Antimicrobial activity of the N-terminal region of arasin 1, arasin 1(1–23), was comparable to that of the entire peptide (Table 1). These molecules resemble each other also in their secondary structure. This indicates that the antimicrobial pharmacophore resides within the N-terminal region of arasin 1 and that the C-terminal segment is not requisite for antimicrobial activity. In addition dichroic spectra of both the peptides are compatible with random coil and the shape of the spectra are not significantly modified in the presence of liposomes or micelles indicating that interaction with membranes does not markedly modify their structure. Arasin 1(1–37)-Acm (with blocked cysteines) was synthesized to explore the role of the disulphide bridges for antimicrobial activity. This linear peptide expressed lower activity against Gram-negative bacteria compared to the original peptide. Except for this, the antimicrobial activity of the linear peptide was comparable to the activity of arasin 1 and arasin 1(1–23). There is a slight possibility that the introduced Acm-modification affects the activity of the synthetic peptide, by interfering with the uptake mechanism through the outer membrane of the Gram-negative bacteria. In addition, activity testing of the linear C-terminal arasin 1(20–37)-Acm, revealed no antimicrobial activity of this peptide fragment. Altogether, these results support the conclusion that the cysteine-containing C-terminus is not essential for antimicrobial activity. On the other hand, however, the C-terminal residues may have different properties other than antibacterial activity. AMPs as host defense peptides have several roles in host immunity, taking part (directly or indirectly) in combating infections and/or wound healing [38]. Thus, the C-terminus or the entire peptide could be important, if arasin 1 has such properties. Alternatively, the disulfide bonds and the loop structure of the C-terminus may offer enhanced stability to the peptide and consequently reduced sensitivity to proteolytic cleavage. Also other PR-AMPs like Bac5, Bac7 and PR-39 have been subjected to structure-activity studies and in accordance with arasin 1, the N-terminus has proven to be the active region [20], [28], [39][41]. Like arasin 1, they all have a highly cationic N-terminal region due to high contents of arginine residues, which is probably important for attracting these peptides towards target bacteria. However, the proline-rich region of a class 4 (Pen4-1 from Litopenaeus setifierus) but not a class 3 penaeidin isoform (Pen3-4 from L. vannamei) expressed antibacterial activity with the same target species spectrum as the mother peptide. The pro-rich region of the latter peptide diverge from the bulk PR-AMPs by proving to be antimicrobial inactive [20]. Still, in accordance with the findings of arasin 1, the proline/arginine-rich N-terminus seems to be important for antimicrobial activity of most PR-AMPs.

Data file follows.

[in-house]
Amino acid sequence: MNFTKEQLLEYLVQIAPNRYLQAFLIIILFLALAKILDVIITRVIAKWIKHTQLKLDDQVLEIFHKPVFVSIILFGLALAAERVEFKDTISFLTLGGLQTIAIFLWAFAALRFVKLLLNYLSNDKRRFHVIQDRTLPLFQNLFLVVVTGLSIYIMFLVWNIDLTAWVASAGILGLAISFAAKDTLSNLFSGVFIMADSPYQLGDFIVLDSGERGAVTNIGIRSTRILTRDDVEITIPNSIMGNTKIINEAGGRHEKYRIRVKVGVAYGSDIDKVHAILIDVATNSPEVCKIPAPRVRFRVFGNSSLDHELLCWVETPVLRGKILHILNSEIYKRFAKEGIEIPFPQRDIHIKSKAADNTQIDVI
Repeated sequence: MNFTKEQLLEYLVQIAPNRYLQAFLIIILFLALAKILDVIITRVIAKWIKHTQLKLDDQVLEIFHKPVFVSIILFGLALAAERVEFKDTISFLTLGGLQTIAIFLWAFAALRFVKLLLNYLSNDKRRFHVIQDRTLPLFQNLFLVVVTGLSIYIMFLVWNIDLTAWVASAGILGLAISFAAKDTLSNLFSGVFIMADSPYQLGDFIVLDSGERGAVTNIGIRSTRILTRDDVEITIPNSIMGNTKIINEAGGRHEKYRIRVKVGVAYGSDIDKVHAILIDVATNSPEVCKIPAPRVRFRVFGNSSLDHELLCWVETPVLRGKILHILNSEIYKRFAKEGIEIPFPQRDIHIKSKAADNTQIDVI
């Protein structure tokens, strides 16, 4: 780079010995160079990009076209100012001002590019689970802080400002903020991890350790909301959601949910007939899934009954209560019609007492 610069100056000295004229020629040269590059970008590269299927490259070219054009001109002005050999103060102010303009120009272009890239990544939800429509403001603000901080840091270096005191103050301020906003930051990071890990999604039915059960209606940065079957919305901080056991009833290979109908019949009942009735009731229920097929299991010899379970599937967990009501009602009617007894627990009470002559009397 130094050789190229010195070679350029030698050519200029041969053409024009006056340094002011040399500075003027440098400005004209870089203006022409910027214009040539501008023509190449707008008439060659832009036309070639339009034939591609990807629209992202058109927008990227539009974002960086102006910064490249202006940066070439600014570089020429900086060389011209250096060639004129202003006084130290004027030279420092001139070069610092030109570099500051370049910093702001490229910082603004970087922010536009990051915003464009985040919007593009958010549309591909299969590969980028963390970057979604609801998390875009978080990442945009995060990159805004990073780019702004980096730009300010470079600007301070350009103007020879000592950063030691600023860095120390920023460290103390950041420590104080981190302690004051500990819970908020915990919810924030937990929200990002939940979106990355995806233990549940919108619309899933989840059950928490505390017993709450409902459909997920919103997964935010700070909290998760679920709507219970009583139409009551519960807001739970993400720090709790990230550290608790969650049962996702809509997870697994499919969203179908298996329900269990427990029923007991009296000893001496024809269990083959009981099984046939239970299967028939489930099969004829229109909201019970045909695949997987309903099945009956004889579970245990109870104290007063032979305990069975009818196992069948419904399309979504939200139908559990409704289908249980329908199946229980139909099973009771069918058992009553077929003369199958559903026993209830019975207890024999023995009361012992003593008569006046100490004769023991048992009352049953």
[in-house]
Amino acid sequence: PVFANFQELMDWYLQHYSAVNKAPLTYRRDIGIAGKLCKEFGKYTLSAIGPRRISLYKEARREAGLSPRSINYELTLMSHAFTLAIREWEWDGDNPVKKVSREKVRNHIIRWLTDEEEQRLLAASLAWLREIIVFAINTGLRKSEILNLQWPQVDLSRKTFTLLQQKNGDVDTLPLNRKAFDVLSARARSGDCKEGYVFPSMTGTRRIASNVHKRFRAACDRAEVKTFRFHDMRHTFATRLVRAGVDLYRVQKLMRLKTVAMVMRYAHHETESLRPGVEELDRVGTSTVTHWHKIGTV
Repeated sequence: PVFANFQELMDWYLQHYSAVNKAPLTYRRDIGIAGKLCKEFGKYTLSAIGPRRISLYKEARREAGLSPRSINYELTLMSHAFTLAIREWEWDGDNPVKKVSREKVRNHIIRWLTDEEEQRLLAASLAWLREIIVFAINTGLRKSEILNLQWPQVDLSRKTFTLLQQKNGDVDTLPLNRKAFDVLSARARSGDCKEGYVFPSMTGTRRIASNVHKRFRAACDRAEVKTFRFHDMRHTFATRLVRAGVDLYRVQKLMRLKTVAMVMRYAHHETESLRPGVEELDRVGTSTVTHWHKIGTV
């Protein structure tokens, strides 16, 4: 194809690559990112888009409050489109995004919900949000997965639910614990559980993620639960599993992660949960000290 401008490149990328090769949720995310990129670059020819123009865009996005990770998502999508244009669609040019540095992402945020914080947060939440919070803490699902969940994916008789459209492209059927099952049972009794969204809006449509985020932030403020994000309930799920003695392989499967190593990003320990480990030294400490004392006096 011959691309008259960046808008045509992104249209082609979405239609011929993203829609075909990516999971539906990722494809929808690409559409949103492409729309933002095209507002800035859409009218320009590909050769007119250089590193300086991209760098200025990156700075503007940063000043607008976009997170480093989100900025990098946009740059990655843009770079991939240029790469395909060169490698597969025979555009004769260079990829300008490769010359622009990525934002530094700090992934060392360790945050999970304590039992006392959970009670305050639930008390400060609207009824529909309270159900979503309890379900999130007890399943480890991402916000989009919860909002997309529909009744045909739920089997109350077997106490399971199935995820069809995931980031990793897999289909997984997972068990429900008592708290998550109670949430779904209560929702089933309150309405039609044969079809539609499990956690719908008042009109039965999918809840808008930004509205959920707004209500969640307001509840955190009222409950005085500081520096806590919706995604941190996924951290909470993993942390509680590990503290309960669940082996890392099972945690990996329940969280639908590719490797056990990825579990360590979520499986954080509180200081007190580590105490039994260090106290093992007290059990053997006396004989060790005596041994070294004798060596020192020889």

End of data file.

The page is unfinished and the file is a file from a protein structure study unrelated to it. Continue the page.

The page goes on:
N- and C- terminal shortening of arasin 1 (1–23) revealed the importance of the C-terminal residues RPR, but also the N-terminal residues or a length of 23 amino acids. Antimicrobial activity of arasin 1(1–24) proved to be identical to that of arasin 1(1–23) against all strains displayed in Table 1, signifying that an additional proline residue does not seem to affect, and thus have no role in antimicrobial activity.